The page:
The University of California, San Diego offers admission to those applicants who have the highest potential for graduate study and who, with the benefit of graduate education, are most likely to contribute substantially to society and to their academic or professional fields through teaching, research, or professional practice.
Because the academic and professional community benefits from a diverse membership, and because the educational experience is enhanced by a diverse student body, the university views as a high priority the enrollment of men and women from different social and economic backgrounds and from different cultural and demographic groups. Successful efforts at overcoming socio-economic, educational, or physical disadvantages are viewed, in combination with other factors, as indicators of future performance.
The graduate admission process provides a great deal of autonomy to individual degree-granting programs. The faculty in each program reviews the applications and recommends admission or denial to the graduate dean.
Admission decisions are based on the quality of the applicant's academic degrees and record, the statement of purpose, letters of recommendation from professors or others familiar with the applicant's academic work, performance in aptitude and achievement tests as appropriate, relevant work experience, preparation in the proposed field of study, the fit between the applicant's goals and the program, and between the applicant's research interests and those of the program's faculty. Some programs have additional admission criteria that applicants must meet.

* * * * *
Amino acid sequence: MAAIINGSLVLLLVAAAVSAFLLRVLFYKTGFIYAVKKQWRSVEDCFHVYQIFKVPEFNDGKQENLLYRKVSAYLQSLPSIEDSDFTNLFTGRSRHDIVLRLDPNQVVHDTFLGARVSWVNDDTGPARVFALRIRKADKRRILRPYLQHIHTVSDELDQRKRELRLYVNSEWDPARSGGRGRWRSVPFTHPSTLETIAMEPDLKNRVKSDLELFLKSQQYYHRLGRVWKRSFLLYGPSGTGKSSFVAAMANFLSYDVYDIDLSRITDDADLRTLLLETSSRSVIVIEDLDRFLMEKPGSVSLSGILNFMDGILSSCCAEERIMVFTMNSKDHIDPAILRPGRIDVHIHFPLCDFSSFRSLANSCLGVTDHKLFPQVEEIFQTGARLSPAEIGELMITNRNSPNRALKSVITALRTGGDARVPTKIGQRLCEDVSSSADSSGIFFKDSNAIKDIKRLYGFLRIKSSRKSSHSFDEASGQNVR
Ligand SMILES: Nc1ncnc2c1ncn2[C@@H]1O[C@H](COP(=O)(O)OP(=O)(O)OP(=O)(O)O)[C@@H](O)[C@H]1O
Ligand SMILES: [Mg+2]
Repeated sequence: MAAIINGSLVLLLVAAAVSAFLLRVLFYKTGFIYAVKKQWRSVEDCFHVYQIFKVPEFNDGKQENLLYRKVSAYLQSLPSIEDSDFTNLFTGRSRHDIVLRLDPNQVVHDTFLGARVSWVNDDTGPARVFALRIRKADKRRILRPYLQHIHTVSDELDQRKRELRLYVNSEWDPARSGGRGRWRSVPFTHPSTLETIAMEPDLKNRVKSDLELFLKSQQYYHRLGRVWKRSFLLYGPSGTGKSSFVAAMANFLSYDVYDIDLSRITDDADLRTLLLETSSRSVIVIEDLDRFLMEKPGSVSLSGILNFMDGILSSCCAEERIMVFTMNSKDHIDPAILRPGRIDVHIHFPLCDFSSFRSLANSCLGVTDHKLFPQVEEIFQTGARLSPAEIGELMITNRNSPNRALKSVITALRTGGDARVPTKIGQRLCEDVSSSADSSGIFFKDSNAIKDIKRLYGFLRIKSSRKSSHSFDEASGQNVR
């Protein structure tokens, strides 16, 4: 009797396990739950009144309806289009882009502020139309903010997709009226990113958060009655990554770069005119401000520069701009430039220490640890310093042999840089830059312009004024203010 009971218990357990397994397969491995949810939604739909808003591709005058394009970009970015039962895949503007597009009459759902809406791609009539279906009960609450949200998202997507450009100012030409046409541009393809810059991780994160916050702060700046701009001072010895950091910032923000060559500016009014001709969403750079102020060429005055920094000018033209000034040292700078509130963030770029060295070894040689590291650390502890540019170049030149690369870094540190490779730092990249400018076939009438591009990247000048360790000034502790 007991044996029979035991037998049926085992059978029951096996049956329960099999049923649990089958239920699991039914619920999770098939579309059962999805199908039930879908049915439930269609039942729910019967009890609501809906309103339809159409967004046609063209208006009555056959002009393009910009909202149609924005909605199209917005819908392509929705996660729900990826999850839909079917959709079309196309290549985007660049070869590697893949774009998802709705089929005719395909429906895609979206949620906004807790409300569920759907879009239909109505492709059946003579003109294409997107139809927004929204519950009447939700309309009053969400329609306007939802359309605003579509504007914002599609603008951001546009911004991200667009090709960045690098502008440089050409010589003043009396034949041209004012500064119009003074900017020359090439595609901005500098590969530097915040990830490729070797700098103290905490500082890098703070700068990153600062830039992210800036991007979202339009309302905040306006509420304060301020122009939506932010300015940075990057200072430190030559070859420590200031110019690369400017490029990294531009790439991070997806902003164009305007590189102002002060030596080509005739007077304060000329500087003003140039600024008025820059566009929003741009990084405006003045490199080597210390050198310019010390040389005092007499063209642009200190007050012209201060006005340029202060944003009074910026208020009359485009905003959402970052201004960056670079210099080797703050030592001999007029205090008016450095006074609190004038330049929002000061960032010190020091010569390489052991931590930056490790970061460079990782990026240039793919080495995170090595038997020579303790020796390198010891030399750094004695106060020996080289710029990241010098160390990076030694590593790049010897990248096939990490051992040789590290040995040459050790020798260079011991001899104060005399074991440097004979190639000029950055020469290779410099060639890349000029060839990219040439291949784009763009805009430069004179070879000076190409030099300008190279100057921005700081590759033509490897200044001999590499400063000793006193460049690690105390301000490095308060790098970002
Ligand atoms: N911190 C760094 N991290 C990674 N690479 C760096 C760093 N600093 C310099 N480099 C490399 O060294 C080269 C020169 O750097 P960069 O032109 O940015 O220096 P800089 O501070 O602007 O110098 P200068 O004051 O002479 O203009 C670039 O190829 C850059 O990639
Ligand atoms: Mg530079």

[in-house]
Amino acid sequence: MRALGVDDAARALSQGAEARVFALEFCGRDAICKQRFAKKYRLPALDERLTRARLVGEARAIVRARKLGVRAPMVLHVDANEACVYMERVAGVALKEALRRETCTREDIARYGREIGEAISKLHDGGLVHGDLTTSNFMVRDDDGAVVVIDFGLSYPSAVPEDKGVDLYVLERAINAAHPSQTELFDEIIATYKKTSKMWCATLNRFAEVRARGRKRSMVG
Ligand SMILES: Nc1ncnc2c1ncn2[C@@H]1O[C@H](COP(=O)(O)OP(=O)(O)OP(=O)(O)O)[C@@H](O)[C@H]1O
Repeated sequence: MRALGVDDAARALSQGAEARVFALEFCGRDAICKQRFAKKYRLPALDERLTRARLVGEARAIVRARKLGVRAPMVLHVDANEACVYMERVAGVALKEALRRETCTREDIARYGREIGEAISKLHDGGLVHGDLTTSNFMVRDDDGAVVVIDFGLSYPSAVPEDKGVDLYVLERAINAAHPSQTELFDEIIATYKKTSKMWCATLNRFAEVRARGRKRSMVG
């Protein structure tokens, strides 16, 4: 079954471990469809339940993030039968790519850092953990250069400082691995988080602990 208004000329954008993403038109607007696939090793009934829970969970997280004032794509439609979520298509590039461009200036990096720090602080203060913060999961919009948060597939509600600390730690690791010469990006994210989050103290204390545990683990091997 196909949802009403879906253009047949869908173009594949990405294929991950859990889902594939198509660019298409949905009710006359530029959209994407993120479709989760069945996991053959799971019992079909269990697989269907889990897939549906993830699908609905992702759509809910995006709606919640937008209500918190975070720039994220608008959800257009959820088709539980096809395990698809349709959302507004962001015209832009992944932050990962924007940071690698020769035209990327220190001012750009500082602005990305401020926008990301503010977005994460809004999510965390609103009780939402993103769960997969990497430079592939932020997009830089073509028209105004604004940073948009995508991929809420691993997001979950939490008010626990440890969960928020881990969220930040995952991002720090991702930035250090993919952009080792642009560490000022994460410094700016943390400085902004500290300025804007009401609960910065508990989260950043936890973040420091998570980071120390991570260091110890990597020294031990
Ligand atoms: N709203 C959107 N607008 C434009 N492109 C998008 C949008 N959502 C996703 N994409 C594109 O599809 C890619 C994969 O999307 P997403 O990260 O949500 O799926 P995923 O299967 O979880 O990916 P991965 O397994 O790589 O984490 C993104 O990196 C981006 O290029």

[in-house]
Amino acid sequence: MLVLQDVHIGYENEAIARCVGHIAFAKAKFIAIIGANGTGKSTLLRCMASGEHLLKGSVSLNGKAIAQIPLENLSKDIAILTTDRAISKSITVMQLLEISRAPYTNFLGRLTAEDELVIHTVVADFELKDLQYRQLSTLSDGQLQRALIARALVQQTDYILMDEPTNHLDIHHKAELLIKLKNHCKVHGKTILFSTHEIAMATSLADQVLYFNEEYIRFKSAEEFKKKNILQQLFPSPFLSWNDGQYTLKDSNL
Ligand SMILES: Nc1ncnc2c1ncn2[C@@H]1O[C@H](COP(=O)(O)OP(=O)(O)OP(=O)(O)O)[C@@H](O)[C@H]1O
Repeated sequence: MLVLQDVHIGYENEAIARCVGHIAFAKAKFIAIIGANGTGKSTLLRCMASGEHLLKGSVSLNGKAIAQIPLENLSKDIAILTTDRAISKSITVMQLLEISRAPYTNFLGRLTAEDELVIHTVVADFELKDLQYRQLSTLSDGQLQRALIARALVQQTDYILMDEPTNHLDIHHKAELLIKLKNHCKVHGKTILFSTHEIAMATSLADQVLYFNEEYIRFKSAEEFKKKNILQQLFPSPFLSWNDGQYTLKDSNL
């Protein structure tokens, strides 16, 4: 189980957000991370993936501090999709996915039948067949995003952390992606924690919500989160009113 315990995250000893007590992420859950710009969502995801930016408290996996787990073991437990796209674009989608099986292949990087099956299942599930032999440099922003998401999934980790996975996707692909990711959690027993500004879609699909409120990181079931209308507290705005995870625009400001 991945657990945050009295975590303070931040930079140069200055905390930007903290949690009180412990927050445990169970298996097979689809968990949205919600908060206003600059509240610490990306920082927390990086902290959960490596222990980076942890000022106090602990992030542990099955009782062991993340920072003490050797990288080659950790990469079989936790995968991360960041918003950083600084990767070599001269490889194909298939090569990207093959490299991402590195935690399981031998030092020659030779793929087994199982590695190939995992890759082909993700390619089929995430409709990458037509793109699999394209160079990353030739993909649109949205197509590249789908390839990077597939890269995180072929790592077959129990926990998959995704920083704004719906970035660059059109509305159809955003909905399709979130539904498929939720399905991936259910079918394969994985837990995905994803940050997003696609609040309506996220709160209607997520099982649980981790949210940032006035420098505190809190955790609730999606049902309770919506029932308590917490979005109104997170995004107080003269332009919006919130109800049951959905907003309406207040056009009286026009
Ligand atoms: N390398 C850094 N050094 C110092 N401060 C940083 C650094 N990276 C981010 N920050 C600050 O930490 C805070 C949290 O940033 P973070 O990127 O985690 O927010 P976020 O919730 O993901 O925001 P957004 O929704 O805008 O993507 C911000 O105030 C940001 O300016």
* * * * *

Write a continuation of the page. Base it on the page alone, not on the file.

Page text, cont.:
By the time they enroll, successful applicants must hold a bachelor's degree or the equivalent from an accredited institution in the United States or from a recognized university-level academic institution abroad. At least a B average (3.0 GPA) or its equivalent is required for admission. Satisfaction of minimal standards does not, however, guarantee admission, since the number of qualified applicants far exceeds the number of places available. As a consequence, many well-qualified applicants cannot be accommodated.
Only the official "Certificate of Admission" from the Dean of Graduate Studies constitutes formal approval of admission to a graduate program at the University of California, San Diego.
Official notification by the dean of Graduate Studies normally will be e-mailed well in advance of the beginning of the quarter for which application has been made. Applicants should contact their prospective major department if formal notification is not received four weeks prior to the beginning of the quarter for which they applied.